Why Telenor is eyeing merger ?
The latest news in town is about Telenor deciding to merge in a three way union with Rcom and Aircel and that too with 10 % shares only. Although currently only discussions are taking place, if the merger becomes a reality then Aircel’s promoter Maxis Communication Bhd and RCom will get 45 percent each in the venture. The fierce competition in the telecom market has led to Telenor think of merger as an option to stay in the Indian market rather than moving away from the scene completely. There were good results for Telenor group in third quarter if 2016 reaching it’s highest Income before Interest, Taxes, Depreciation and Amortization but as per reports, Telenor India lost 689,000 mobile subscribers during the quarter ended December 31 2016 (Q4 2016), higher than the 185,000 subscribers that it lost in the previous quarter. The main reason for the loss is seen as Reliance Jio while other leading players like Airtel, Vodafone and India are posing serious competition to Telenor India.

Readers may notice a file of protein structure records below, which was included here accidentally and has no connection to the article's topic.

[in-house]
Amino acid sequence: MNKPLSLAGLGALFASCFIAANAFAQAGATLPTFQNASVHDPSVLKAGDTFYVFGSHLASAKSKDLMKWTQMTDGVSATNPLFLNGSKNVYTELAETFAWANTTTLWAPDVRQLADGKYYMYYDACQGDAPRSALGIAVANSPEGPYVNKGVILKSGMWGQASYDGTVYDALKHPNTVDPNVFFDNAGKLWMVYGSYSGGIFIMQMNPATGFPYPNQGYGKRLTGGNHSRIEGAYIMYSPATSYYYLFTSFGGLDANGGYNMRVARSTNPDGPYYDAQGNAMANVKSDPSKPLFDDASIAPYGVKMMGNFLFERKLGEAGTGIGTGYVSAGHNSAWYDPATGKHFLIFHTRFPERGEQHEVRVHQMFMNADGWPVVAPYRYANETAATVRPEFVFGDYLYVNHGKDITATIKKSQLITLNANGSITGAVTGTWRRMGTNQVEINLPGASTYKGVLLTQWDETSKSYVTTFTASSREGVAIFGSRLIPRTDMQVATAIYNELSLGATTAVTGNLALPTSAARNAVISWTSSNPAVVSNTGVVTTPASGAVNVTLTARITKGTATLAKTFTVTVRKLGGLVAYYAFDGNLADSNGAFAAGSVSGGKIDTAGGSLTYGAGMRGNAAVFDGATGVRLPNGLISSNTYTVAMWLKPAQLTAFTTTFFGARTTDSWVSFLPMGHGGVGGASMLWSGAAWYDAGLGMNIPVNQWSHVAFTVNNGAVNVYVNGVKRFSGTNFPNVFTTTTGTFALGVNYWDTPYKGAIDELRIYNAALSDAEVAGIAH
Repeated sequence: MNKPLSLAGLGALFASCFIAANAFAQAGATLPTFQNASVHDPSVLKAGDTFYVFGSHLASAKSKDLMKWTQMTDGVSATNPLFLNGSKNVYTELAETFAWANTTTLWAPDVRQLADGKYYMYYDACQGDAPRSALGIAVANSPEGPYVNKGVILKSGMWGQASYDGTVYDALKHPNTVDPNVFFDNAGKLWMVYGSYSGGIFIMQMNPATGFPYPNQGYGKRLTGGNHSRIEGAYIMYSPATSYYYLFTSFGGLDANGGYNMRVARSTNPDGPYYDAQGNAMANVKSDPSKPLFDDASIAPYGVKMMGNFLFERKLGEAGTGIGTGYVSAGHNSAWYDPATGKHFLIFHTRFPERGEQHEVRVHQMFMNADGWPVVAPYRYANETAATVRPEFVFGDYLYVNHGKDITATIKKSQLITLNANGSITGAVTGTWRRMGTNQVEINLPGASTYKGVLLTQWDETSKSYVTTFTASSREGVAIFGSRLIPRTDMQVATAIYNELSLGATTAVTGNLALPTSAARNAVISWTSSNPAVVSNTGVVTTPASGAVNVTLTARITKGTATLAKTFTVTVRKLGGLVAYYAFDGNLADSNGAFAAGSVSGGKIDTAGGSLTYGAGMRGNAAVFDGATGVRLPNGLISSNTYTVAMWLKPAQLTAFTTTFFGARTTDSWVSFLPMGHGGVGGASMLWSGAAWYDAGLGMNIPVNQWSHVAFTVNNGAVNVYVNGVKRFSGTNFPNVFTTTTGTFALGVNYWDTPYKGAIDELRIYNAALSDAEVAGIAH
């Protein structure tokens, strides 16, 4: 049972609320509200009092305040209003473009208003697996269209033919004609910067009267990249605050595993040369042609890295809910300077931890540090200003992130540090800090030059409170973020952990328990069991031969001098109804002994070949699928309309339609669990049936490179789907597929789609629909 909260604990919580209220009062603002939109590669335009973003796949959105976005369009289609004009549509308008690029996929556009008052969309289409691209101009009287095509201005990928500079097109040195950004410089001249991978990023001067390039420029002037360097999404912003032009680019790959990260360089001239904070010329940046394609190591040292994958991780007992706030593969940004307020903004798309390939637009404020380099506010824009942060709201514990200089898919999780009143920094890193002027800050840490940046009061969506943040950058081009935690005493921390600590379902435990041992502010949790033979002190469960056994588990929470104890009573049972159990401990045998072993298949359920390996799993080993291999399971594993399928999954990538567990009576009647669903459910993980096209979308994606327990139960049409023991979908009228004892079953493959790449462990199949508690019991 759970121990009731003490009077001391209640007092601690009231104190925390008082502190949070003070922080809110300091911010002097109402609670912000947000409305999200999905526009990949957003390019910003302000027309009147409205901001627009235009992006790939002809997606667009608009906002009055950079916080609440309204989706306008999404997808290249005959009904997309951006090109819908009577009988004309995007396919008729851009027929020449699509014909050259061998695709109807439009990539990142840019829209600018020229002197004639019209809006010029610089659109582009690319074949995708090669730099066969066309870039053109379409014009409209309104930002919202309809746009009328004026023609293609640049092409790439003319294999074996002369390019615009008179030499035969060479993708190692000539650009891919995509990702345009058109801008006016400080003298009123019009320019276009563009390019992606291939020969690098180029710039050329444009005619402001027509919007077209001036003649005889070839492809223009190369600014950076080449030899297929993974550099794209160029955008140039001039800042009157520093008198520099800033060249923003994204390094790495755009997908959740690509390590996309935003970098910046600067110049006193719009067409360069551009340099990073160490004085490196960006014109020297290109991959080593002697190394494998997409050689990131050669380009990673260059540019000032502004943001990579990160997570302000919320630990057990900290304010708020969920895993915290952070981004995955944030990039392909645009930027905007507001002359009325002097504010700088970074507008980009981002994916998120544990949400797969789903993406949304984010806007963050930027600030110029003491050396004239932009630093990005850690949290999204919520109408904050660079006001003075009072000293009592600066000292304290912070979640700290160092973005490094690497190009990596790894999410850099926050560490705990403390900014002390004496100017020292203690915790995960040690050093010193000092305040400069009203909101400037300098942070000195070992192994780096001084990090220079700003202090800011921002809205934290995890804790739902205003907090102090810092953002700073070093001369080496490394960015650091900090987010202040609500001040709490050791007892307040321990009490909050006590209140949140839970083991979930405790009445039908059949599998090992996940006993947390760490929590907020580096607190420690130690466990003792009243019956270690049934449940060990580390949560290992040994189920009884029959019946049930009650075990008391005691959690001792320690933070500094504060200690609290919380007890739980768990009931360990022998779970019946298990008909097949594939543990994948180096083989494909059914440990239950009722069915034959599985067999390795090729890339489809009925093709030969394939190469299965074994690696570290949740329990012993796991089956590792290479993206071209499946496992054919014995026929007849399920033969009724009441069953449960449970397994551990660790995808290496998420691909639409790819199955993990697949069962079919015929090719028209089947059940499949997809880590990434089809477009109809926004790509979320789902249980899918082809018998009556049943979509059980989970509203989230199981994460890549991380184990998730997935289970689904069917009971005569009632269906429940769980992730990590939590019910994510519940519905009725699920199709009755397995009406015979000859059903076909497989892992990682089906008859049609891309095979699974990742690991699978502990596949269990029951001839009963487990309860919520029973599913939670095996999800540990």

At a time when, Vodafone India, Idea and Bharti Airtel have felt the heat by the entry of newcomer Reliance Jio, offering free voice and low cost data to the Indian market, Experts find Telenor as a small fish in this sea, with around 5 per cent market share, but a plus point is that it owns spectrum which can be used for 4G.
Bharti Airtel also interested in Telenor